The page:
SardoniS: The Last S is for “Severe”

Even though there’s only half of what’s commonly regarded as a full band comprising the lineup of Belgian doomers SardoniS, you can’t argue with the mission of their self-titled MeteorCity debut LP. At their core, guitarist Roel Paulussen (also of Solenoid) and drummer Jelle Stevens seem hell bent on stripping stoner doom to its basest core and dwelling in the harsh reality of iceberg riffs and tectonic crashes. The album is instrumental, and rather than missing the vocals, the effect the nine songs have is one of unimpeded groove. In a genre where the riff is the central component anyway, SardoniS take it to the extreme. Not only is the riff central, it’s all there is.

There are some samples peppered in, and of course, there are the drums, but SardoniS is an anti-guitar-rock guitar rock album. By that I mean none of the tropes of traditional instrumental guitar rock show up: the lyrical solos, the wankery, the pure Satriani-ness are all as absent as a vocalist and bassist. What you get instead is the High on Fire thrash of “Thor” and “The Wolf’s Lair” (which follows the aptly-titled acoustic breath-catching moment, “More Severe Things Await”) or the unadulterated Black Sabbath “Black Sabbath”-ery of closer “It Walks the Mountain.” Nothing comes between the listener and the riffs. Certainly instrumental stoner rock isn’t anything new, but SardoniS tackle it from such a rudimentary stance that adding any frills seems unnecessary or almost silly.

Of course, that wouldn’t be at all the case if Paulussen’s guitars didn’t sound as frightfully huge as they do. I don’t know if it’s the Sunn amps, the engineering of the record or what, but when “The Hollow” starts its drone at about the halfway point, I feel like I’ve just slammed my head into the side of a mountain — in a good way. Duos are very hip right now since thanks to modern recording technology you don’t really need a full lineup, but listening to SardoniS, I think adding a bass to the band’s sound might even be too much. Or maybe it would destroy all the more. Maybe too much is just right with a band like this. That’s a decision you’ll have to make for yourself after listening.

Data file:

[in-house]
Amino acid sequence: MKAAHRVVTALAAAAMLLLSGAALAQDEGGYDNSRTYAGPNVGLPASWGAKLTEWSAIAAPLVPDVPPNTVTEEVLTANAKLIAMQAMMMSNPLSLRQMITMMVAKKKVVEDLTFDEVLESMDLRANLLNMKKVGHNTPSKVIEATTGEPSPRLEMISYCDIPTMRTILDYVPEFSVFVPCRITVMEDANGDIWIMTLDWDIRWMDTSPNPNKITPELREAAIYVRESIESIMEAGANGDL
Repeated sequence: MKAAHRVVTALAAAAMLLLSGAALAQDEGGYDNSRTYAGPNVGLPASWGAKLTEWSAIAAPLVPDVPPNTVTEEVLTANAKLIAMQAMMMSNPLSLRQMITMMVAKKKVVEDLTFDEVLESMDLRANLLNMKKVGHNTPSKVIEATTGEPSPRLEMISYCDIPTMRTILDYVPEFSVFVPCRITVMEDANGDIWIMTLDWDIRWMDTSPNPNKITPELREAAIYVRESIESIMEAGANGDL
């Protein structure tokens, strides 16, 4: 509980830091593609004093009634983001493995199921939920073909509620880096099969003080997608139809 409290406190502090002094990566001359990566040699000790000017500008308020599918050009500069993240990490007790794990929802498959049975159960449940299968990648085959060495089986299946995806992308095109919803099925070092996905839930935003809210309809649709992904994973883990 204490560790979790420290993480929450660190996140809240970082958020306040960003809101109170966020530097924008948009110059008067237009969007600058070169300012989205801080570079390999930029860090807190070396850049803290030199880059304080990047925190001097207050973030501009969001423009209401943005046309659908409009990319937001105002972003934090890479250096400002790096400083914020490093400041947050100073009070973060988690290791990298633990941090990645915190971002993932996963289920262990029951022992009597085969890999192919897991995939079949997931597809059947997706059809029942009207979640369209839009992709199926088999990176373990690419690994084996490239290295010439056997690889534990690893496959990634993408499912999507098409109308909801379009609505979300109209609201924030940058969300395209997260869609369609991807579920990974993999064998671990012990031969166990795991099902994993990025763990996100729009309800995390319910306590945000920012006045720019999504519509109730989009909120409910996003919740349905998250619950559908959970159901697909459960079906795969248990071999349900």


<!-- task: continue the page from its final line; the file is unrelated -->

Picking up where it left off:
What I do know is SardoniS, the band, in terms of their sound, manage to sound undeniably complete and full. It’s easy to picture the wall of amplifiers behind them as they play, and though this review (and indeed this album) is almost completely guitar-centric, Stevens’ drumming is what allows that fullness to happen, proving at least as essential a component as the other half of the band. The two players work remarkably well together, and while plenty of acts out there claim to be “stripped down” and wind up with nothing more than shitty production to show for it, SardoniS have managed a bee-line to the roots of what stoner doom is all about in 2010. And to put it quite simply, they nailed it. There are some who will want the elements SardoniS aren’t willing to give, but genuine riff worshippers should have nothing to complain about.

SardoniS on MySpace


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3 Responses to “SardoniS: The Last S is for “Severe””

  1. […] reading:  The Obelisk » Blog Archive » SardoniS: The Last S is for “Severe”. (Special thanks to JJ Koczan for the kind permission) Share and […]

  2. romilar says:

    really a great album and band!

  3. […] reading:  The Obelisk » Blog Archive » SardoniS: The Last S is for “Severe”. (Special thanks to JJ Koczan for the kind […]

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